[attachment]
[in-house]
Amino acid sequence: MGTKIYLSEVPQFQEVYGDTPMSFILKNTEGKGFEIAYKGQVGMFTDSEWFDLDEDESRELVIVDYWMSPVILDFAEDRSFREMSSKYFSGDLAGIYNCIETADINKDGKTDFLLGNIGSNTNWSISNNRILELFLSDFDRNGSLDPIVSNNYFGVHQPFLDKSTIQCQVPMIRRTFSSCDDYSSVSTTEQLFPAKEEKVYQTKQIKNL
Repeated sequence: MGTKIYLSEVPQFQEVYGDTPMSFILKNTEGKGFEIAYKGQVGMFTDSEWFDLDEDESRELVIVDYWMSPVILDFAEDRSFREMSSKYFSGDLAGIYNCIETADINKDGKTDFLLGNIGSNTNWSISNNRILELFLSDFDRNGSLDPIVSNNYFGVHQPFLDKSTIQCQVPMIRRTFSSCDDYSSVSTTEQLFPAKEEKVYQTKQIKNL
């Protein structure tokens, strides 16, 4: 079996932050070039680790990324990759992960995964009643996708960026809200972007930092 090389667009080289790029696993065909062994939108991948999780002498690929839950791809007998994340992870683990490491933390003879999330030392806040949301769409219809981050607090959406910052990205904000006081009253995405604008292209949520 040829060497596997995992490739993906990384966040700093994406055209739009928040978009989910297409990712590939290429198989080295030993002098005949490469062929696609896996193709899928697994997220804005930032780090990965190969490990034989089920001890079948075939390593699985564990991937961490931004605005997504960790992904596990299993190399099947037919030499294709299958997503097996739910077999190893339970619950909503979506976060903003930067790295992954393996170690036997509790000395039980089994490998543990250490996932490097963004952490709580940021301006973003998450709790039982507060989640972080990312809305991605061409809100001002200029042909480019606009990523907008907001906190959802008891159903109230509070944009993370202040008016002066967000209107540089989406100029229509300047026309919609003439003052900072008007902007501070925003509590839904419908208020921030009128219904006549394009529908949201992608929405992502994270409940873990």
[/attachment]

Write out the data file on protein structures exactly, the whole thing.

[in-house]
Amino acid sequence: MGTKIYLSEVPQFQEVYGDTPMSFILKNTEGKGFEIAYKGQVGMFTDSEWFDLDEDESRELVIVDYWMSPVILDFAEDRSFREMSSKYFSGDLAGIYNCIETADINKDGKTDFLLGNIGSNTNWSISNNRILELFLSDFDRNGSLDPIVSNNYFGVHQPFLDKSTIQCQVPMIRRTFSSCDDYSSVSTTEQLFPAKEEKVYQTKQIKNL
Repeated sequence: MGTKIYLSEVPQFQEVYGDTPMSFILKNTEGKGFEIAYKGQVGMFTDSEWFDLDEDESRELVIVDYWMSPVILDFAEDRSFREMSSKYFSGDLAGIYNCIETADINKDGKTDFLLGNIGSNTNWSISNNRILELFLSDFDRNGSLDPIVSNNYFGVHQPFLDKSTIQCQVPMIRRTFSSCDDYSSVSTTEQLFPAKEEKVYQTKQIKNL
């Protein structure tokens, strides 16, 4: 079996932050070039680790990324990759992960995964009643996708960026809200972007930092 090389667009080289790029696993065909062994939108991948999780002498690929839950791809007998994340992870683990490491933390003879999330030392806040949301769409219809981050607090959406910052990205904000006081009253995405604008292209949520 040829060497596997995992490739993906990384966040700093994406055209739009928040978009989910297409990712590939290429198989080295030993002098005949490469062929696609896996193709899928697994997220804005930032780090990965190969490990034989089920001890079948075939390593699985564990991937961490931004605005997504960790992904596990299993190399099947037919030499294709299958997503097996739910077999190893339970619950909503979506976060903003930067790295992954393996170690036997509790000395039980089994490998543990250490996932490097963004952490709580940021301006973003998450709790039982507060989640972080990312809305991605061409809100001002200029042909480019606009990523907008907001906190959802008891159903109230509070944009993370202040008016002066967000209107540089989406100029229509300047026309919609003439003052900072008007902007501070925003509590839904419908208020921030009128219904006549394009529908949201992608929405992502994270409940873990």